"Oh, I see" I fiddled with my skirt, feeling self conscious of his gaze. "Well, um," I opened the bag at my side, holding it from his view. There was nothing in the bag other than a small handgun, latex rubber gloves, and three sticks of spearmint gum and there was no way to distract myself from what I planned to do. With my hand trembling, I wrapped my hand around the handle of the gun. Once I pulled it out, I would have to kill the man, because he would have seen my face. This was the last moment I had to change my mind. Do it. A devil in the back of my mind said. And I listened, like I was best at doing.
With little humanity I had left, I whispered, "I'm sorry." Before I pulled the gun from the bag, pointing the barrel at his head. And without looking, I pulled the trigger. Ringing filled my ears, ricocheting in my head. For a moment, I almost wish I had missed, though I knew I hadn't.
For the longest time, I just stood there, the exact same way I stood when I killed Mother, but this time, my eyes were closed tight and the handgun was still pointed at the man. I knew I had to finish up what I started, but I wanted to run away, leave what I'd done and never come back. I might get caught, but I couldn't look back at the mess I'd made. Then, taking a shaky breath, I pulled the handgun back into my bag, refusing to look at the man. I pulled on the latex gloves that were in my bag, walked to the other side of the car, and opened the passenger door. My whole body shook as I opened the glove compartment, in there was another handgun, identical to the one in my bag. I pulled it out, taking care not to touch anything in is car, as if it were made of poison. Knowing that this would be the worst part, I looked over the man, his blood spattering the inside of the car. I couldn't bare to look at him any longer, so I quickly leaned into the car, wrapped his limp, bloodied hand around the handgun from his glove compartment, and rolled up the window. I had to hold the puke that traveled up my throat down, as to not leave any evidence. After all of it was done, I shut the car door with great care, then I fled the scene, not running, but nonchalantly walking, though I felt absolutely sick with myself. I only got about a mile before I leaned over and puked into the tall grasses by the side of the road. It didn't make me feel much better. I don't think anything would. I still felt sick to my stomach. Dizzy and sick, I popped one of the sticks of gum from my bag in my mouth, as if it would clean what I had done.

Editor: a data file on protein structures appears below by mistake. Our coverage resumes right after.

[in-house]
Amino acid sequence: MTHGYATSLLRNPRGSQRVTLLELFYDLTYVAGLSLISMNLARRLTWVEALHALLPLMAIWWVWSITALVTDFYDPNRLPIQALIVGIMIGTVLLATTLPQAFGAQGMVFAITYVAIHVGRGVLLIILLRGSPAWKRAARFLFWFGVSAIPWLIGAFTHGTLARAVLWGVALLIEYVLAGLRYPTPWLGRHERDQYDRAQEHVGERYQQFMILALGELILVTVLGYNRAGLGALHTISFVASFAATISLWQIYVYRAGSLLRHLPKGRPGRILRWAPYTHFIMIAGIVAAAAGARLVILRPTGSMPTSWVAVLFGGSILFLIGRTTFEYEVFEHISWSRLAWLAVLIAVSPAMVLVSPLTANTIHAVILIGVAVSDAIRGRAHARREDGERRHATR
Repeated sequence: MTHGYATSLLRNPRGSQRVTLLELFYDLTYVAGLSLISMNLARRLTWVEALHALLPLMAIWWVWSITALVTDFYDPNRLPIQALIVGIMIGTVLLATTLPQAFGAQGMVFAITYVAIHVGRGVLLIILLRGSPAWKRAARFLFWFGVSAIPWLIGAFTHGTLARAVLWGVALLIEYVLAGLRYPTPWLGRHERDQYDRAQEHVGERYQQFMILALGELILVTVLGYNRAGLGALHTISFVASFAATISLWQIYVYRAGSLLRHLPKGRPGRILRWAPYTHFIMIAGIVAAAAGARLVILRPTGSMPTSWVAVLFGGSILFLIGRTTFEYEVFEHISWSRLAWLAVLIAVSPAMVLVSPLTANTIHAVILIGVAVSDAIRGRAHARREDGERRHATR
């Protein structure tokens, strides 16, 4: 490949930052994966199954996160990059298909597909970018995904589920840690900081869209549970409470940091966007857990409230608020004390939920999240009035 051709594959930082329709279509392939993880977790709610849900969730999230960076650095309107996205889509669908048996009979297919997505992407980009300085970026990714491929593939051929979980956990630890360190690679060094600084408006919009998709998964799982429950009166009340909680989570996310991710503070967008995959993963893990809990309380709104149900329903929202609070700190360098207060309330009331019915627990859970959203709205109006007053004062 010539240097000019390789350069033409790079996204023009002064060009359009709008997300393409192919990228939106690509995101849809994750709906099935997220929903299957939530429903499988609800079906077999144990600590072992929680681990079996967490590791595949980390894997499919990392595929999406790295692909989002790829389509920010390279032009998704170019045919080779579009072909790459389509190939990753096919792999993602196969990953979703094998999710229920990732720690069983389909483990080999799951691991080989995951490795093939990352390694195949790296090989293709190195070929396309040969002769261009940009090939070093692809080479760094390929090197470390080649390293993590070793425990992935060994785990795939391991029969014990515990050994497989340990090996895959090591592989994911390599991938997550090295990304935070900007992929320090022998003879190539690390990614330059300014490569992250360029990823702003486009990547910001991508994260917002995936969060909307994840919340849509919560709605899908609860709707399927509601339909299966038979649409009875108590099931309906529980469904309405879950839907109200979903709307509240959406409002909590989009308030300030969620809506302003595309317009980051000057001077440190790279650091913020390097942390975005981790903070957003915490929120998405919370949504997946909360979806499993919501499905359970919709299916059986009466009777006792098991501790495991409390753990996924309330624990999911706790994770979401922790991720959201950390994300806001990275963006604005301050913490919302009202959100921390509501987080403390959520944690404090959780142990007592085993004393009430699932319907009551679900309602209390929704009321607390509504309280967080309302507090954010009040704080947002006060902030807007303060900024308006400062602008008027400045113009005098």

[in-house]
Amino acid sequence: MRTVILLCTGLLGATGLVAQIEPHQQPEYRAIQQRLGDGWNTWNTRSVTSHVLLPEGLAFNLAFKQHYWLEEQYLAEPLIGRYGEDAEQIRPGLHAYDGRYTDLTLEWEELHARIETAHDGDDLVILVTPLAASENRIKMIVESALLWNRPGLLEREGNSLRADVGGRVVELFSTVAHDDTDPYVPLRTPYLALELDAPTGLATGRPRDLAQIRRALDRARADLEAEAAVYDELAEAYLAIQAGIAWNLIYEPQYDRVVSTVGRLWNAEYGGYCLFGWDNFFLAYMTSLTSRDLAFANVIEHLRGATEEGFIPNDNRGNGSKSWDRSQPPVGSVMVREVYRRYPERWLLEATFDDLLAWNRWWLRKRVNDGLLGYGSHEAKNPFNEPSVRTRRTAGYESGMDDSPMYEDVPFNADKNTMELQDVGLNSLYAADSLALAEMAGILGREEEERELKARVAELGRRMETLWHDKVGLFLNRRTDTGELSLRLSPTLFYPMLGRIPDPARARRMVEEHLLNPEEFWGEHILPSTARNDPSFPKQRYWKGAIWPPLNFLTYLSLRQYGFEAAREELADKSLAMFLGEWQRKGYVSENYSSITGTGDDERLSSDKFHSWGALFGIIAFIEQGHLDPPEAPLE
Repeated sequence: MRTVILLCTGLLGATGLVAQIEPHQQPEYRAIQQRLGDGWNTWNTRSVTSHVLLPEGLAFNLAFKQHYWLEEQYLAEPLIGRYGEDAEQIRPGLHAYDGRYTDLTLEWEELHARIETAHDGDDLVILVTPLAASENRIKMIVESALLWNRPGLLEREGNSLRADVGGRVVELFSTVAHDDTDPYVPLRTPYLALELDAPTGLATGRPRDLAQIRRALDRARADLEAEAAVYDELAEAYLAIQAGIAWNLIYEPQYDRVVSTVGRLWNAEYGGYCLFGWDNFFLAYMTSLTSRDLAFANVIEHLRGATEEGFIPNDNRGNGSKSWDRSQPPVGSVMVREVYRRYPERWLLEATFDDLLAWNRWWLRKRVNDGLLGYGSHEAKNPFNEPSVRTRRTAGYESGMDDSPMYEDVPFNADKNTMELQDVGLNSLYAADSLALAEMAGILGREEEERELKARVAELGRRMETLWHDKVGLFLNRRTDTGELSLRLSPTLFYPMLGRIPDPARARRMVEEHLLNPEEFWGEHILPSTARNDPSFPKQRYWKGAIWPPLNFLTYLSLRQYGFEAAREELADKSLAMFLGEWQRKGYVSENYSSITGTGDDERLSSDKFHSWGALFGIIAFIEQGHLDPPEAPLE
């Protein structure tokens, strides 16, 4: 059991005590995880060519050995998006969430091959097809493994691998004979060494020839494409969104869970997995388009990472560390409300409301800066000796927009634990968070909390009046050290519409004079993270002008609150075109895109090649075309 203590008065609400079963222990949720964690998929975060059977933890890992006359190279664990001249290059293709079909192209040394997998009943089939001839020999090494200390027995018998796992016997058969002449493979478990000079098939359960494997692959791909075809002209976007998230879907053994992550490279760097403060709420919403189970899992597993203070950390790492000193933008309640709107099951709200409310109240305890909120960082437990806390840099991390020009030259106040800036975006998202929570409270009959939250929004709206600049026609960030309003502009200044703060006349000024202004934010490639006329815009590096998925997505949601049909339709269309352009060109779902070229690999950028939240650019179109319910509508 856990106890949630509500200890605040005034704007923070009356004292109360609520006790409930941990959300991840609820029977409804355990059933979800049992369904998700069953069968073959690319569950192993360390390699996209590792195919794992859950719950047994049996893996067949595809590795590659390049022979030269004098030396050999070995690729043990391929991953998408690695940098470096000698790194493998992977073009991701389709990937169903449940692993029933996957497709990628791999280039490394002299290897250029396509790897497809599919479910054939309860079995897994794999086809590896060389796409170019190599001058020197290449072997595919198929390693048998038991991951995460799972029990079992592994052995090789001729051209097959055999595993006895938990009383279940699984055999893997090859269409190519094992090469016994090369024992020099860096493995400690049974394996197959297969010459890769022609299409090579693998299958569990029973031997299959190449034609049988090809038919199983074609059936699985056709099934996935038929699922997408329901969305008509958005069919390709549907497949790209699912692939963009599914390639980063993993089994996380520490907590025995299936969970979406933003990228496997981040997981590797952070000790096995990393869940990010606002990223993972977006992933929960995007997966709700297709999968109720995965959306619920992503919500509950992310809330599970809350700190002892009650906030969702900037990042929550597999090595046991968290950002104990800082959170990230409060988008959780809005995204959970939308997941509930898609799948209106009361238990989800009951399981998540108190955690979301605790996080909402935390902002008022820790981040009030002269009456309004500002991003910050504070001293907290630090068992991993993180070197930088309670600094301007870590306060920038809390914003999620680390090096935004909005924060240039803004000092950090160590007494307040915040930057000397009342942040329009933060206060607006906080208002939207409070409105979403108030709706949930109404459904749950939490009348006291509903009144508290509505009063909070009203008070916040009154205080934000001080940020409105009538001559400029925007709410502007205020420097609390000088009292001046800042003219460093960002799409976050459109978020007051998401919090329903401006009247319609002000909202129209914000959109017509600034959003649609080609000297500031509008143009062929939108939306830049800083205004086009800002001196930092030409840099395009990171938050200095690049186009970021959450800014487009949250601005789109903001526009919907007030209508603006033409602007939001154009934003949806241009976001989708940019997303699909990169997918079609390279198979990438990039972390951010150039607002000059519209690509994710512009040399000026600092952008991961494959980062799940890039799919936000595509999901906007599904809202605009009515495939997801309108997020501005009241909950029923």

I found out later that an old woman driving on her way to the grocery store had found him the next morning. They ruled it a suicide. It wasn't a surprise, but I almost wish they had found out that it was murder. I was so mad at myself for what I had done. I wasn't a killer, what had I thought this would prove? That I was bloodthirsty?
The man's family and friends weren't even surprised at the news, they had known that he was deeply depressed and had been planning suicide for a long time. He even posted about it on Facebook and Twitter multiple times, that's how I found out about him and his depression and his handgun identical to mine, which wasn't actually mine. It was the one I stole from our elderly neighbor's garage while I was helping him plant trees in his backyard.
That was the second person I murdered, with many others that followed, but this was the first that was completely intentional and made me feel more guilty. To that guilt and regret, I promised myself that I would never hurt anyone ever again, a promise I wouldn't be able to keep.